The second Danish stamp issued was the 2 R.B.S. (Rigsbankskilling) value, which first appeared on April 28, 1851, nearly a month after the 4 R.B.S. Its purpose was, at first, to pre-pay delivery of mail “within the ramparts” (i.e. within the city walls) of Copenhagen. Later, it was used to make up the rates needed to prepay covers to and through Prussia (including Danzig) and to Russia (known to St. Petersburg), by treaty, before it was exhausted and replaced by the 1855 2 Skillings value of similar colour and design.
It was printed by the Royal printers, H.H. Thiele & Company, and was designed by M.Ferslew. Because he was late (it was intended it be issued along with the 4 R.B.S., he created a matrix in the form of a vertical block of 10 cliches, and used this block to create stereotypes in blocks, which were nailed to a supporting board to create two panes of 100 (the same format as the 4 R.B.S.) now called Plates One and Two. Before his sudden death, Ferslew actually printed only an engraved burelage; Thiele completed the printing, and it is recorded that only 101’800 stamps were printed with Ferslew’s burelage, and a further 377’500 used Thiele’s typographed burelage.
This stamp has been plated, thanks to proofs of the defaced plates and one large multiple in the Danish Postal Museum. Four positions (three from Plate I) show major retouches, and another four are substituted clichés, when a stamp of the wrong “type” replaced a damaged cliché (all from plate I). The block comes from Plate II, positions 23-24/33-34 showing cliché “types” 3 & 4 over 5 & 6.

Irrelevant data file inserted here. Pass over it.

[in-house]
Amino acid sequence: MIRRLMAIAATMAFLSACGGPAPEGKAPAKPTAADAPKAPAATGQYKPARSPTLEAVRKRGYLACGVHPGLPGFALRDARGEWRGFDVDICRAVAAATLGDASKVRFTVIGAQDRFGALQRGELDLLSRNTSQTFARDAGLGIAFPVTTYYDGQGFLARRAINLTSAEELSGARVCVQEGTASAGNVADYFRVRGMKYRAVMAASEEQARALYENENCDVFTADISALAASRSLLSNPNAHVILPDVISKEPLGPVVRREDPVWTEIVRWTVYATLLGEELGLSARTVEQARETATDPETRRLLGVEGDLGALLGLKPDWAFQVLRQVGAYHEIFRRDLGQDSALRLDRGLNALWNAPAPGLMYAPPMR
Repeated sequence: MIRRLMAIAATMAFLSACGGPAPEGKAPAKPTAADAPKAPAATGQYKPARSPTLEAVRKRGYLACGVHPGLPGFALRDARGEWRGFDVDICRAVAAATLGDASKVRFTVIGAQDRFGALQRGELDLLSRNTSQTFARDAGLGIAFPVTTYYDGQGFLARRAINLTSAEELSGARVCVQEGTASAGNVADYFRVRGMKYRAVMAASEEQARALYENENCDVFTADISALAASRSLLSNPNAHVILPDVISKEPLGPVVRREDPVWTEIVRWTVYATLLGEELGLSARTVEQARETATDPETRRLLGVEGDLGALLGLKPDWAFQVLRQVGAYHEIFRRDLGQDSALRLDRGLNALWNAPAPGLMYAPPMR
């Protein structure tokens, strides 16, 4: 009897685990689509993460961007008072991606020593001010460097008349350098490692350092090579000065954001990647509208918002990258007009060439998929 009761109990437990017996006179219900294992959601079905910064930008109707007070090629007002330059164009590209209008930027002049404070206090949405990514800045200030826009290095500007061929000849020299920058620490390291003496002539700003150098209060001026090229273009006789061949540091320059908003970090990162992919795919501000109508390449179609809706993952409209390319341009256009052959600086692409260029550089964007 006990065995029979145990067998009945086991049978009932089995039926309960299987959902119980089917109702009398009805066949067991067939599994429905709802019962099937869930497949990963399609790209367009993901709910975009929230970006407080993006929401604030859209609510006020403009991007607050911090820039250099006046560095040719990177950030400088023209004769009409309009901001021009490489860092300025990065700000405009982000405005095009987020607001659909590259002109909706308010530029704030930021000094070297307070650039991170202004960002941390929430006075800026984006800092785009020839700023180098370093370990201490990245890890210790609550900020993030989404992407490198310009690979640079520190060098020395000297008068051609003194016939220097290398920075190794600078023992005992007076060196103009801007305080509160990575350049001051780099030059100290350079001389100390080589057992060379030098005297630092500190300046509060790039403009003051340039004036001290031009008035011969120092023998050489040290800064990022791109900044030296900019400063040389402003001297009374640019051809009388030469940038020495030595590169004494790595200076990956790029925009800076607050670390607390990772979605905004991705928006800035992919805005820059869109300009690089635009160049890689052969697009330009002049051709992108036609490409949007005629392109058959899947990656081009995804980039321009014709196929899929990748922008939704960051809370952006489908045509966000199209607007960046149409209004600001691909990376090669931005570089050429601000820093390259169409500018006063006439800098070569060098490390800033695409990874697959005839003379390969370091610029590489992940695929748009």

Mint multiples of either the Ferslew or the Thiele printing are very rare. The DAKA catalogue, prepared by the late expert Erik Paaskesen at th4e turn of the last century, listed a strip of three as the largest mint multiple of the Ferslew printing, and one strip of three and two blocks of four of the Thiele version. There is reported to be a large mint block as well in the Danish Postal Mueseum. Recently, Carl Aage Möller has written about a reconstructed corner marginal block of four made up of two singles and a pair.
Of the two intact mint blocks in private hands, the one shown here (from our December 2011 Geneva Auction series) is considered the finer, and has a long and distinguished provenance: it was owned by Ferrary, Lichtenstein, Engellau and Christian Andersen. At the auction of the latter’s collection, it was sold to Per Lorentzen, who paid over US$250,000 (in competition with Dr. Gene Scott), and it was one of the top four “gems” of his Grand Prix exhibit of Denmark. Since the auction of his collection, it was owned by Jussi Tuori.
It was certified in the last 60 years by Sven Grönlund, Slavomir Kaiser, Dr. Arno Debo, Lasse Nielsen and Carl Aage Möller. The other privately-owned block is believed to be held by the heirs of the late philatelic expert and connoisseur Walter Engel.
The evenly large margins, fresh colour and large part original gum of the present example make it a stand-out item in the entire realm of Classic Philately, and certainly one of the few “key” items for any Grand-Prix level traditional exhibit of Classic Denmark-
This stamp will be offered in our Geneva Autumn Sales which will be held on December 6-11 .